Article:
winger

So we put it on. Urban Cowboy is set at the beginning of the 1980′s, when young Bud Davis leaves his family on the farm and heads into Houston (actually, Pasadena, a dirty oil-refining suburb) to look for a job. He starts off by staying with an aunt and uncle; the latter works at the refinery and gets Bud a job. They also take him to the local, Gilley’s, a honky-tonk nightclub that was at the time the largest nightclub of any kind in the world (according to Guinness, says the Texas State Historical Society and others). There he immediately falls into the kind of lifestyle his mom back home probably worried about: drinking hard every night of the week and showing up to work hungover; and meeting Sissy, a beautiful, flirtatious youngster with whom he is quickly entangled. They drink, fight, get married. She wants to ride the new mechanical bull set up at Gilley’s, but he doesn’t want her to. So she goes behind his back and learns to ride it from a dangerous ex-con.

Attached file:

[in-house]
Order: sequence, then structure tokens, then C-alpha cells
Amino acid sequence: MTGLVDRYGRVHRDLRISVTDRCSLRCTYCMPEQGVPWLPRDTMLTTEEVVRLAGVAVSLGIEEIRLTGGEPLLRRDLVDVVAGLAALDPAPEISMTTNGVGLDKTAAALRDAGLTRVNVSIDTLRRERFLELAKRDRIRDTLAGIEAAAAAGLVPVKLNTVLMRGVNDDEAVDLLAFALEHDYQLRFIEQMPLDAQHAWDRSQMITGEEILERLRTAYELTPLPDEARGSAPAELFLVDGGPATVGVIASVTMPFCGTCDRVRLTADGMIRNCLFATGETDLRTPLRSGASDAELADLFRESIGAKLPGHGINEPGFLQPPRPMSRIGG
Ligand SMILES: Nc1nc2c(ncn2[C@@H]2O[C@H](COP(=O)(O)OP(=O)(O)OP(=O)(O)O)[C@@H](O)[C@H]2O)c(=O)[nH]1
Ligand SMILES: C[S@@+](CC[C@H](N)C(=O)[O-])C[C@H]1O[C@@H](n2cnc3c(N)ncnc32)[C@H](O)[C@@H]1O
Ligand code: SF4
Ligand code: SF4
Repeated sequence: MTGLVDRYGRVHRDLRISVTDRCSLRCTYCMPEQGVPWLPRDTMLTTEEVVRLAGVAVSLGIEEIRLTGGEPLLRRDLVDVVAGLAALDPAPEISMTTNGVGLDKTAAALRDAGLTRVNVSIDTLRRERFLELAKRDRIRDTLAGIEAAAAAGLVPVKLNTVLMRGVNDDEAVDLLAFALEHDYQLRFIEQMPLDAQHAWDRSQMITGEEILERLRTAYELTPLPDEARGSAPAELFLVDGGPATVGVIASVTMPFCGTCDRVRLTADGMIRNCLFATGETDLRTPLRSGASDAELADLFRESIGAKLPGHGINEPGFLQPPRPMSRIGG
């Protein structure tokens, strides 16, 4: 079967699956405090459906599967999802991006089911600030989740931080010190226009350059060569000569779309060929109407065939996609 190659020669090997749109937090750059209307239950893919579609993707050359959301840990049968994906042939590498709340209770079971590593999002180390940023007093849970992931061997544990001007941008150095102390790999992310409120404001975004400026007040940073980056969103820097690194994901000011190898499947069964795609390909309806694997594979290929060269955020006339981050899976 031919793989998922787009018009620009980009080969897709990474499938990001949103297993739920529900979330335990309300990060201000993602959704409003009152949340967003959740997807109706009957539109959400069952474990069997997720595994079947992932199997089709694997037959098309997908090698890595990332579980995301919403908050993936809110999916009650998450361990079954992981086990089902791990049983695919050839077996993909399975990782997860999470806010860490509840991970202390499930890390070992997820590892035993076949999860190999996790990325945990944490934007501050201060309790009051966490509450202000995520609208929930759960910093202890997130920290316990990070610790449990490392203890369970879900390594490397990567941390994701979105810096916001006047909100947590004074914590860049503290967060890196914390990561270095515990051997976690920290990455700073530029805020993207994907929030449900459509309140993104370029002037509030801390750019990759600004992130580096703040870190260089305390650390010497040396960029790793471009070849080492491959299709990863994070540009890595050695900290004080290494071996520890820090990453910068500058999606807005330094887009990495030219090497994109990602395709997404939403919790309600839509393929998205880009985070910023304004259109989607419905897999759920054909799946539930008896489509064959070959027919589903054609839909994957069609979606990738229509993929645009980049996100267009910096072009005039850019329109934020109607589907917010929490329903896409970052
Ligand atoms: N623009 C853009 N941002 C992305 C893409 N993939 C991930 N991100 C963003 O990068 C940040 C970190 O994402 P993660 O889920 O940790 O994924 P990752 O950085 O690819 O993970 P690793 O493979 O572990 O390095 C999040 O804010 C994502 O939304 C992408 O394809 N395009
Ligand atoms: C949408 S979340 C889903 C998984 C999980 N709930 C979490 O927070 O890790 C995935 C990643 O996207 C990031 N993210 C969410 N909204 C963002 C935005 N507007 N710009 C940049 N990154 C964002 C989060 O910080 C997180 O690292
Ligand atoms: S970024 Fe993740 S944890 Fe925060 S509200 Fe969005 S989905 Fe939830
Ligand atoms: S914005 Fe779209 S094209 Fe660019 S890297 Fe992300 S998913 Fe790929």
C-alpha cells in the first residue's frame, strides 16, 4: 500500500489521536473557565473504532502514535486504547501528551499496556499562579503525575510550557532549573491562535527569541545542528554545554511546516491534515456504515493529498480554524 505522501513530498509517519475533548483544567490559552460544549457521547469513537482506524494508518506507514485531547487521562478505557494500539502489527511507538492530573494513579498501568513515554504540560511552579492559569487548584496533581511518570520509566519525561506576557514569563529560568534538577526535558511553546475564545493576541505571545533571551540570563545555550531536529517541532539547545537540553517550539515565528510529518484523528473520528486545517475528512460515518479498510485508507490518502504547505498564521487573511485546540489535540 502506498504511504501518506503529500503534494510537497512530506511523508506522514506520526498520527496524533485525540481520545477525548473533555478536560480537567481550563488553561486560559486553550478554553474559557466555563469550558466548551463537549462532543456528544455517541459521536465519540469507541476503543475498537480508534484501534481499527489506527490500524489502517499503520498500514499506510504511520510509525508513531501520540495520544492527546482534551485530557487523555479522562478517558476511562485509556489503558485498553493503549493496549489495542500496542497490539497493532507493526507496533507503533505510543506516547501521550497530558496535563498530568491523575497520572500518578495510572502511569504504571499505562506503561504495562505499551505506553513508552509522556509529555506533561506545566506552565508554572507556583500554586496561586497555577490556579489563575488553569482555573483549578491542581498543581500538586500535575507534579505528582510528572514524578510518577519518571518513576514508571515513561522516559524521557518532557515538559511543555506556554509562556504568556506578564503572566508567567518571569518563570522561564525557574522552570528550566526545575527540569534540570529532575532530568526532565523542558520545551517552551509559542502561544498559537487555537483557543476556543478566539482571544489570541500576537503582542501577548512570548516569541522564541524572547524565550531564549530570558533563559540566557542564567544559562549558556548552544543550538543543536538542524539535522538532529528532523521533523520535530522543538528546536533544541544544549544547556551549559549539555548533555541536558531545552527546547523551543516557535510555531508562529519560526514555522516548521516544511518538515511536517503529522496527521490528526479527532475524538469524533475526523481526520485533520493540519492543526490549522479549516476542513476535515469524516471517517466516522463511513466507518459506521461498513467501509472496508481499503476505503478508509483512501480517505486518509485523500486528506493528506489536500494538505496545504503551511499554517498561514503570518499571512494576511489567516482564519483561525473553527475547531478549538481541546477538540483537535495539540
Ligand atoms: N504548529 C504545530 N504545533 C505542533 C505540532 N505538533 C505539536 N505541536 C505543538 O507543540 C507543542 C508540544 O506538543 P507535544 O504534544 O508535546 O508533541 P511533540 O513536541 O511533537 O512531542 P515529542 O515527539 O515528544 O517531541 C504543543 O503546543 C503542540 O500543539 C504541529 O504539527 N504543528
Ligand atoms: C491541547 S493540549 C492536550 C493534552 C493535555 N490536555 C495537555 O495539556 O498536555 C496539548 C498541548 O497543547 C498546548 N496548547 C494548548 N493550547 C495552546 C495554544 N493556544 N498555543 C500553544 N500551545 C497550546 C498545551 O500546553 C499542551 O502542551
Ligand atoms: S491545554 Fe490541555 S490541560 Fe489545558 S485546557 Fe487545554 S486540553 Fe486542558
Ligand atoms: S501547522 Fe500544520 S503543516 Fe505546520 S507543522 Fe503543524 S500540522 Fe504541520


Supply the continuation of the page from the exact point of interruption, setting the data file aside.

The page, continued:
Bluffing, out of spite at one another, and both hoping the other will blink, Bud and Sissy take up with other people: she with the ex-con bull rider, he with a rich girl from “the city” of Houston with a fetish for “cowboys.” (One notes that Bud doesn’t really qualify, as he works at an oil refinery and like Sissy, rides only a mechanical bull, not the real kind.) The big “rodeo” at Gilley’s will culminate in Bud versus the ex-con on the bull, and will put back together again the couple we’ve been rooting for.

I have mixed feelings. The iconic Houston skyline (minus many buildings I know) and time-and-place details, not least Gilley’s itself (famous, but like this movie, before my time), were great fun. Bud and Sissy have a certain Sid-and-Nancy ugly rightness about them that feels good in some twisted way; they’re a symbol of good Southern cowboy coupledom that some part of me responds to. But the misogyny was too much for me. Sissy gets hit, only a little by Bud (the “good” guy) and a lot by her ex-con; then Bud comes in and saves the day, because he hit her less often and less hard and so we should… feel good about this? Yes, another time (and culture), I get that; but there’s only so much wife-beating I can stomach and still come away calling this a feel-good film.